Hear From FanFood Partners: Rolling Out Contactless Ordering at Sports Events
2 of FanFood Partners Share Their Experience Since Re-Opening.
Is it better to see something for yourself or hear it from others?
Probably the best if you could do both.
That’s why last Thursday we hosted a panelist livestream inviting two of our partners to talk about their experience using contactless ordering after sports returns, and what results they’ve seen.
Birmingham Legion FC, a professional soccer club competing in the USL Championship, and Powell High School, a public high school that’s part of the Knox County Schools, talk about how FanFood fits perfectly into their concessions ordering despite them having very different operational models.
They also answered many of the audience’s questions about their setup, marketing strategies and fan responses during the livestream — no question was out of bounds.
You can get the full recording and the presentation deck that they used during the livestream.
In this recap, we collect some of the highlights of the conversations.
“Being able to mitigate the lines is probably the biggest win from a health and safety standpoint.”
Although Birmingham Legion has markers on the floor reminding people to stay six feet apart at lines, people rarely follow those guidelines. As one of the first teams to open up since COVID-19, Jason Coleman, VP of Stadium Operations, said that their biggest concern was supporting social distancing around the chokepoints where people congregate.
FanFood allows fans to order from their seats instead of walking around or waiting in lines, which really helped Birmingham Legion to be the safe stadium that takes care of its fans.
“From a business side, per cap on FanFood is way higher than walk-up orders. That’s just because people have more time to browse and add more things.”
Similar to what Jason has seen from his experience in the restaurant space, mobile and online orders are on average always larger than traditional walk-up orders. That’s because people have more time — when they’re in their seats browsing the menus in-app — they’re less pressed to quickly place the order, but rather add more items to the bag as they think through what they want.
“I’m amazed at our delivery times.”
Birmingham Legion FC set up pre-ordering in the app so that fans can order food and merchandise up to a week ahead of the game for scheduled pickup. For a low attendance scenario (since COVID-19 the attendance has been cut by 70%), they will run concessions out of one central location; whereas if the attendance is higher, they will have different concession stands serving various sections of the stadium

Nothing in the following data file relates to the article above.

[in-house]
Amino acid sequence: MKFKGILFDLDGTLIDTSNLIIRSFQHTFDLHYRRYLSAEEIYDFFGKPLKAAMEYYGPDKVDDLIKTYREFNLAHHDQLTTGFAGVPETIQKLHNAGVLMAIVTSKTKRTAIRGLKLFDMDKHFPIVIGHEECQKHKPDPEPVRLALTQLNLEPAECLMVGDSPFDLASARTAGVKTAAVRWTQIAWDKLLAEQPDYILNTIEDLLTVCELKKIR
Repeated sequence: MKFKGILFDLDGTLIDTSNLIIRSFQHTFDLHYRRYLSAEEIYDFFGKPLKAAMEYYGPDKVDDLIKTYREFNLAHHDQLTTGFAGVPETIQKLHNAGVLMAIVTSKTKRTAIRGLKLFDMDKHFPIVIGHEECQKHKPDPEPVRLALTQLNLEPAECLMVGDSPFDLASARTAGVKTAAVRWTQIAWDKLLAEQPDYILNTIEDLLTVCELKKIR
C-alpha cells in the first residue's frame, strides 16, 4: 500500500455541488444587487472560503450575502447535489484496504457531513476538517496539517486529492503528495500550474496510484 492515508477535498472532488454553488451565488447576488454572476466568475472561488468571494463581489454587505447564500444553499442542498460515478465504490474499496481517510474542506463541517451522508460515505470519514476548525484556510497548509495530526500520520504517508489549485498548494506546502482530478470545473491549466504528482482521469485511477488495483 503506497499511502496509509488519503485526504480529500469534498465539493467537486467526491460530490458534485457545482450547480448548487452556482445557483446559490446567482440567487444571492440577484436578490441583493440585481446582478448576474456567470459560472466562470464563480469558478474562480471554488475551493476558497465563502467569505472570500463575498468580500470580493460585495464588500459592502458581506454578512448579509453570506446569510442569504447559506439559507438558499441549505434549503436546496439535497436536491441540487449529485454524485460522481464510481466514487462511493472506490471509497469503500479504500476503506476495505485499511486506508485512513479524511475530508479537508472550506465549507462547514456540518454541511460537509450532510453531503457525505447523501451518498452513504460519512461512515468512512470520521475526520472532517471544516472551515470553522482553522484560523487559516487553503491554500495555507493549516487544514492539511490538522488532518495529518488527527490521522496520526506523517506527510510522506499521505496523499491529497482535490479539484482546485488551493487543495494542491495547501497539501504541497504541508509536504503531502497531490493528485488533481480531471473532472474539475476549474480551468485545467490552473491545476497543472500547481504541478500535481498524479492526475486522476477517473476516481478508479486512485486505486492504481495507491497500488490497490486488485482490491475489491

“I’m amazed at our delivery times. Even in our hi-fi scenario the delivery time is way faster than if people stand in lines,” said Jason Coleman, VP of Stadium of Operations at Birmingham Legion FC.
“It means less inventory management, less labor for us…we can get food and beverage faster to the fans using FanFood than we can with line management.”
Technology is meant to help people save time, labor, resources and effort. And FanFood is doing exactly that for Birmingham Legion.
“If I can get the time down to five to six minutes max to deliver the food and beverage to anywhere in the stadium — whether with low or high attendance — that’s just where we’re gonna go,” Jason said.
“There’s no reason not to use it, even if they don’t have a smart phone. I have fans order it every game multiple times.”
“Even if they don’t have a smart phone, which most everybody does, they can still go online and order,” said Gregg Mahaffey, Concessions Manager of Birmingham Legion.
FanFood comes with both a browser-based app (order.fanfoodapp.com) and a downloadable app, which means anyone with a type of mobile device that’s connected to the Internet can place an order.
“It’s so easy. I have fans place orders every single game. They would pre-order for pickup, then order again during the game for [in-seat] delivery,” Gregg said.
As he puts it — there’s no reason not to use the app.
“It’s a great year to give this [FanFood] a shot.”
Powell High School’s attendance has to be capped at 1,700 this year instead of their normal attendance, which was around 5,000 to 5,500. However, they see this as the perfect opportunity to roll out mobile ordering. That’s not just because contactless ordering is the expectation these days (in fact, the state requires concessions to be entirely cashless for high schools to re-open athletic games), but also it gives them a more controlled environment to get used to the new operating system.
Good news is, the Manager Portal for the concession staff is extremely easy to use, and menus can be updated in real time during the game.
“I’ve changed the menu multiple times on the fly [to reflect inventory changes]. It’s super easy.” said Cara Marshburn, Band Booster President of Powell High School.
👉Get full livestream recording the full presentation deck👉Get started on FanFood (it’s free!)